27. A great rambling hilarious explosion of stream-of-consciousness writing from one of the more execrable protagonists I've run across, Money is surprisingly effective. Surprising because there's a novel buried in all this postmodernism, with an actual plot and actual twists, so cleverly hidden that I didn't even see it coming until it showed its hand. And it's that plot that makes me like this book much better than ancestors like Tropic of Cancer that seem to disdain anything like it.The distance [...]

    28. This may have worked better as a novella or a short story; the book in its published form has a large skeleton but hardly enough meat to cover its bones (I was trying to think of a money-related metaphor to use here, but no — too contrived!). The protagonist and the sordid story he tells ultimately aren't interesting enough to sustain the book's length. Despite the abundance of clever, precise, or intriguingly off-kilter one-liners and descriptions (a few of them brilliant, actually), it's a n [...]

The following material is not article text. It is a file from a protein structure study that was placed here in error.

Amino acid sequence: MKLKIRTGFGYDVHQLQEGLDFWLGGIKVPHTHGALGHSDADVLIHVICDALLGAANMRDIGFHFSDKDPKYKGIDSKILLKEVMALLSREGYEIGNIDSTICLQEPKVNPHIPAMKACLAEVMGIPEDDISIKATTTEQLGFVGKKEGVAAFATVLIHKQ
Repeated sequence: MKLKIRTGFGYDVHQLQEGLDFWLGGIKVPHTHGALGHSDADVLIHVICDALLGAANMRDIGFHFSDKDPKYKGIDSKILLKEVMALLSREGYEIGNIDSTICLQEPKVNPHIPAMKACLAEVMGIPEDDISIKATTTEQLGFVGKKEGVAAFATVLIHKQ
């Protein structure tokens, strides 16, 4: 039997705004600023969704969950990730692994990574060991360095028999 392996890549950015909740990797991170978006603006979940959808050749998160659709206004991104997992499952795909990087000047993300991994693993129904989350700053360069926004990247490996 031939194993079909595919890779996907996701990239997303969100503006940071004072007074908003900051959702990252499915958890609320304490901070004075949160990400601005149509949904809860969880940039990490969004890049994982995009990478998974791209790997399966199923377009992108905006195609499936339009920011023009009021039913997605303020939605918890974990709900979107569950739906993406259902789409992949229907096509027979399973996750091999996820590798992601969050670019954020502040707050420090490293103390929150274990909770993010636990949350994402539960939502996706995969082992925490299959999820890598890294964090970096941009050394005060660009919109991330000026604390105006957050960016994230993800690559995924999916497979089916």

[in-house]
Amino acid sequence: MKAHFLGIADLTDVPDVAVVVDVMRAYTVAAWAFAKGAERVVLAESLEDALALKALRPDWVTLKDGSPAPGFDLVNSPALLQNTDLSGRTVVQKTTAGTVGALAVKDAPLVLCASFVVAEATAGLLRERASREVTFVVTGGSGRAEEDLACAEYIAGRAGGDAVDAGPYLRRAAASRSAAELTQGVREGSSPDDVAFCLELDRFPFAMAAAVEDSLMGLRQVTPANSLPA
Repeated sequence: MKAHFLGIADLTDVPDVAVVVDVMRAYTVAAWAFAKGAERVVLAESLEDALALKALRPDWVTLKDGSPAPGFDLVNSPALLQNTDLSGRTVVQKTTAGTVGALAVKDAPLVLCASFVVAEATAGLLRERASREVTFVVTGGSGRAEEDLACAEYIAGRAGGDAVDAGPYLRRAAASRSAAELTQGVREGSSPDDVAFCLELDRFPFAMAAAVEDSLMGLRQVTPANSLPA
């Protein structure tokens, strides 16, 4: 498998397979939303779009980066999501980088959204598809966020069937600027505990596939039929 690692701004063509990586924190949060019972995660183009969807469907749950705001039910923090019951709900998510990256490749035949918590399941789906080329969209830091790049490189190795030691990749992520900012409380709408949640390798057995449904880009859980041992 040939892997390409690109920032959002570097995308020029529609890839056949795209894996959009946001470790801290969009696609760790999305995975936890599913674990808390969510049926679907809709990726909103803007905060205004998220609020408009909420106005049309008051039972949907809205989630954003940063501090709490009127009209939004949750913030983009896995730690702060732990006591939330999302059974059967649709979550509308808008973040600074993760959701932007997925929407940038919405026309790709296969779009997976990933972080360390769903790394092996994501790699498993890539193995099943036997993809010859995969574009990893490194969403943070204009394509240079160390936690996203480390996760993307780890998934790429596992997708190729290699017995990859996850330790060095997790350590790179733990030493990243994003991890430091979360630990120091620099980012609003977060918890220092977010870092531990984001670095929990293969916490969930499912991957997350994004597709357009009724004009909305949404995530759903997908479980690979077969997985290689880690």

29. There's one line in here that is possibly the funniest sentence I've read, ever, and my thinking that sure makes me a lousy feminist, but if you've read "Money" and you have any sense of humor you know exactly of which line I speak not as moving as "Time's Arrow" but with just as much to say about the twentieth century, this novel has helped to cement my admiration of Amis, his alleged conservatism notwithstanding. I'd like to play chess with him, even though I don't know how.(Hi Schmoopy)

    30. Wow Wow Wow.A Londoner in NYC.The cab bastard-driver in first few pages seized my mind. A story about making film.Amis said in the Preface:Money is a suicide note.The jokes in the book really damn jokable.The time passed when it was time to go.